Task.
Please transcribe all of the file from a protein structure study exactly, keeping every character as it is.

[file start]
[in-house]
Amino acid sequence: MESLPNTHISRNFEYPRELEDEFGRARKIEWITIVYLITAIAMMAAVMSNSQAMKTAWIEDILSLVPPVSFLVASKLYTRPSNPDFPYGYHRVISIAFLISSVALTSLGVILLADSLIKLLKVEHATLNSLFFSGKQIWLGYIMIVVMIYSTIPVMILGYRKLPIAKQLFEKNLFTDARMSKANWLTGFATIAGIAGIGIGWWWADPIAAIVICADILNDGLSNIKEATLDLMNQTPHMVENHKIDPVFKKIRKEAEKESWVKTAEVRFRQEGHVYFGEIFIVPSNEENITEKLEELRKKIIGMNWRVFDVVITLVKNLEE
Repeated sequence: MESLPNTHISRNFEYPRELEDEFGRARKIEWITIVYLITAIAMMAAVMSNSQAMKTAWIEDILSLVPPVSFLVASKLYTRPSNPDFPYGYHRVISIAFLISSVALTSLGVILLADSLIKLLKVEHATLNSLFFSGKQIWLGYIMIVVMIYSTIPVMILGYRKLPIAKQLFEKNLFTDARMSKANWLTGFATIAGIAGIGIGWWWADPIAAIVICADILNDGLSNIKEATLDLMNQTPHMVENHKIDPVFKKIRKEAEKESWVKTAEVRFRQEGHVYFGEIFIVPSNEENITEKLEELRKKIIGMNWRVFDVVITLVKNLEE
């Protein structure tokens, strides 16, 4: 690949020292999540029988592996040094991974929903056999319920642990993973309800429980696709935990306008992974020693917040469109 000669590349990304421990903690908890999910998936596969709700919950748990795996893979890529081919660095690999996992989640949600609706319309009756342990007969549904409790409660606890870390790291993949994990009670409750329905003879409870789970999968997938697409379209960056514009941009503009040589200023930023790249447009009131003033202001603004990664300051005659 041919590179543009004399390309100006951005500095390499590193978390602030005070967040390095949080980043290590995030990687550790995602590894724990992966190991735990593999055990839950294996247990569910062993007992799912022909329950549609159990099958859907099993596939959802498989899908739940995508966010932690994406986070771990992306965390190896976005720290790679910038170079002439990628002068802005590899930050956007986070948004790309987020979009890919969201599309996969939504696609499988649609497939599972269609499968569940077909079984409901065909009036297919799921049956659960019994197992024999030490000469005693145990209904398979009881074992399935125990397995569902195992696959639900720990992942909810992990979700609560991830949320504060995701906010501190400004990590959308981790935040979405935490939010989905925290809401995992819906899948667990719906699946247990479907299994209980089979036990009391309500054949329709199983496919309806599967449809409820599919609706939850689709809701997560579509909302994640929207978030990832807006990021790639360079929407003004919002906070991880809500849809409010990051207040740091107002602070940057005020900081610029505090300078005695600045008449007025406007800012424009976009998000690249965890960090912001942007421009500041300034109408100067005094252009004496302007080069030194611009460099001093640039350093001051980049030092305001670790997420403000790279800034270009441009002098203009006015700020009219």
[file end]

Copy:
[in-house]
Amino acid sequence: MESLPNTHISRNFEYPRELEDEFGRARKIEWITIVYLITAIAMMAAVMSNSQAMKTAWIEDILSLVPPVSFLVASKLYTRPSNPDFPYGYHRVISIAFLISSVALTSLGVILLADSLIKLLKVEHATLNSLFFSGKQIWLGYIMIVVMIYSTIPVMILGYRKLPIAKQLFEKNLFTDARMSKANWLTGFATIAGIAGIGIGWWWADPIAAIVICADILNDGLSNIKEATLDLMNQTPHMVENHKIDPVFKKIRKEAEKESWVKTAEVRFRQEGHVYFGEIFIVPSNEENITEKLEELRKKIIGMNWRVFDVVITLVKNLEE
Repeated sequence: MESLPNTHISRNFEYPRELEDEFGRARKIEWITIVYLITAIAMMAAVMSNSQAMKTAWIEDILSLVPPVSFLVASKLYTRPSNPDFPYGYHRVISIAFLISSVALTSLGVILLADSLIKLLKVEHATLNSLFFSGKQIWLGYIMIVVMIYSTIPVMILGYRKLPIAKQLFEKNLFTDARMSKANWLTGFATIAGIAGIGIGWWWADPIAAIVICADILNDGLSNIKEATLDLMNQTPHMVENHKIDPVFKKIRKEAEKESWVKTAEVRFRQEGHVYFGEIFIVPSNEENITEKLEELRKKIIGMNWRVFDVVITLVKNLEE
């Protein structure tokens, strides 16, 4: 690949020292999540029988592996040094991974929903056999319920642990993973309800429980696709935990306008992974020693917040469109 000669590349990304421990903690908890999910998936596969709700919950748990795996893979890529081919660095690999996992989640949600609706319309009756342990007969549904409790409660606890870390790291993949994990009670409750329905003879409870789970999968997938697409379209960056514009941009503009040589200023930023790249447009009131003033202001603004990664300051005659 041919590179543009004399390309100006951005500095390499590193978390602030005070967040390095949080980043290590995030990687550790995602590894724990992966190991735990593999055990839950294996247990569910062993007992799912022909329950549609159990099958859907099993596939959802498989899908739940995508966010932690994406986070771990992306965390190896976005720290790679910038170079002439990628002068802005590899930050956007986070948004790309987020979009890919969201599309996969939504696609499988649609497939599972269609499968569940077909079984409901065909009036297919799921049956659960019994197992024999030490000469005693145990209904398979009881074992399935125990397995569902195992696959639900720990992942909810992990979700609560991830949320504060995701906010501190400004990590959308981790935040979405935490939010989905925290809401995992819906899948667990719906699946247990479907299994209980089979036990009391309500054949329709199983496919309806599967449809409820599919609706939850689709809701997560579509909302994640929207978030990832807006990021790639360079929407003004919002906070991880809500849809409010990051207040740091107002602070940057005020900081610029505090300078005695600045008449007025406007800012424009976009998000690249965890960090912001942007421009500041300034109408100067005094252009004496302007080069030194611009460099001093640039350093001051980049030092305001670790997420403000790279800034270009441009002098203009006015700020009219």